Yearbook of European Law - Vol. 10

By Francis Geoffrey Jacobs | Go to book overview

REVIEWS OF BOOKS

Textbook on EEC Law by Josephine Steiner. 2nd edition. Blackstone, 1990, xl + 340 pp. £16.95.

The attempt to cover much of the procedural, constitutional, and substantive law of the European Economic Community in a single work is a formidable undertaking. To make such an attempt in a book the size of Josephine Steiner's textbook on EEC law seems hardly feasible. However, given the fact that it is in its second edition only two years after the first, a demand for a book of this kind was evidently perceived and has been very successfully met.

The book's cover states that it focuses 'on the areas of maximum practical and academic interest' and that EEC law is a subject no business professionals can now afford to ignore. Perhaps one problem with the textbook is that it endeavours to wear too many hats: to be a comprehensive student textbook, a guide for the practitioner, and of interest to the academic, at one and the same time.

Essentially it gives a brief and accurate descriptive account of the terrain of EEC law, covering current case-law and legislation. However, although the preface indicates that the book hopes to provide insight into the underlying principles of EEC law, it provides at best a very elementary analysis of the areas covered. Only occasionally does it depart from what is essentially a synopsis of the decisions of the European Court of Justice to comment either on the development or the significance of its jurisprudence. This is usually done by means of passing references to the Court being in a 'conciliatory' (see case 397/87, Groener, [ 1989]) ECR 3967, p 171 or 'more conservative' (see case 316/85, Lebon, [ 1987] ECR 2811, p 174) or an 'activist' (see case 293/83, Gravier, [ 1985] ECR 593, p 199) mood. What might amount to a more revealing analysis is dealt with in rather a perfunctory manner, as when the author suggests (p 55) that the general principles developed by the Court of Justice, ostensibly to protect individual rights, may serve as concealed instruments of Court policy.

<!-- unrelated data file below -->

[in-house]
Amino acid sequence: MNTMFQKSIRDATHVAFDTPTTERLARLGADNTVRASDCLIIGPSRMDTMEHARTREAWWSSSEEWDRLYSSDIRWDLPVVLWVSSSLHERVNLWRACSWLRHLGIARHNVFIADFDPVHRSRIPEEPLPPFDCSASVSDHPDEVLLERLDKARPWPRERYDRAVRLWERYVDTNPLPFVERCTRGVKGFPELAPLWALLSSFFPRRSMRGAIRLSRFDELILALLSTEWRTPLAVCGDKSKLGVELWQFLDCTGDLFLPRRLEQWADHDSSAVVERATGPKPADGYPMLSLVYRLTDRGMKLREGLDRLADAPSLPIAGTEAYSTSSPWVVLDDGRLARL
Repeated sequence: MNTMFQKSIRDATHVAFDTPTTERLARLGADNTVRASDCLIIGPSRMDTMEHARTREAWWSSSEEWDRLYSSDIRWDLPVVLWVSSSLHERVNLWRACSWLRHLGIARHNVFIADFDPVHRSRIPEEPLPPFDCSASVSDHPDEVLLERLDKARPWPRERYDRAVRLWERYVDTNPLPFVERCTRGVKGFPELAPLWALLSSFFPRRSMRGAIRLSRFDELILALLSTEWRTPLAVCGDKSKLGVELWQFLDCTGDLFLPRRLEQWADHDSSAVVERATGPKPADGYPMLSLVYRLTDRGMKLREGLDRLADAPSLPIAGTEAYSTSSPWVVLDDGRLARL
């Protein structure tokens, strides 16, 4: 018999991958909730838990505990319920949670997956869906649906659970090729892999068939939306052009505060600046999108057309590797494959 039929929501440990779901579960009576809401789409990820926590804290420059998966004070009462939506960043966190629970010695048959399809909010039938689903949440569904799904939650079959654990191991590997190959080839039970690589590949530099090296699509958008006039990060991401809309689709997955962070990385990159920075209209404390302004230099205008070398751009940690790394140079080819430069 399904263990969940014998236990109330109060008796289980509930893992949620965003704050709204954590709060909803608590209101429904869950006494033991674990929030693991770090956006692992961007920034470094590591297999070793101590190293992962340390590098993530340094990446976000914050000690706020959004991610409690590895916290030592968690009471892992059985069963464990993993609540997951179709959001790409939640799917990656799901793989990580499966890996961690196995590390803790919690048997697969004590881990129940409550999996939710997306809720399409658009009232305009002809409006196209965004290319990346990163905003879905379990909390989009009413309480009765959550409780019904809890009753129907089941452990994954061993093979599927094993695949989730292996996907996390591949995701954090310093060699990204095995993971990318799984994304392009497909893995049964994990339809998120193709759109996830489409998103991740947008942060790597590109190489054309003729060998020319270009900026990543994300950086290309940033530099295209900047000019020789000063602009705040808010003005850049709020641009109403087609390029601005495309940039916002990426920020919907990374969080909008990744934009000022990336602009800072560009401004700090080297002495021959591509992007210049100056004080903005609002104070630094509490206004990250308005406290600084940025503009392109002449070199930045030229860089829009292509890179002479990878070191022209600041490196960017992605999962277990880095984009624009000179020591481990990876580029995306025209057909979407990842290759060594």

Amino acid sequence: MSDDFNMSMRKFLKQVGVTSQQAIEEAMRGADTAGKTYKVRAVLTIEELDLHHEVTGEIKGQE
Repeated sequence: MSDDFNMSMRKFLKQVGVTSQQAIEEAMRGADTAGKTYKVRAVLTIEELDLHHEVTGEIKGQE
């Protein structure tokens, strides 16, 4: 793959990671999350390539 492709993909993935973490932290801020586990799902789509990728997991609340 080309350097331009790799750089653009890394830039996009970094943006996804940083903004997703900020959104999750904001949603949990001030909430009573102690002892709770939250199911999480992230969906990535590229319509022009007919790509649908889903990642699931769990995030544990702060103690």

The emphasis on prediction in the book suggests that it is primarily geared towards practitioners, and it contains many 'hints' for these, such as when to notify an agreement, or how to structure one that may fall foul of Article 85 (pp 124 and 130). Parts of the book seem to be structured so as to provide rules of thumb governing a particular area for national courts or practitioners, such as the conclusion to the chapter on direct effect (p 32-3) or the chapter on damages (p 327-8). The student market is clearly targeted

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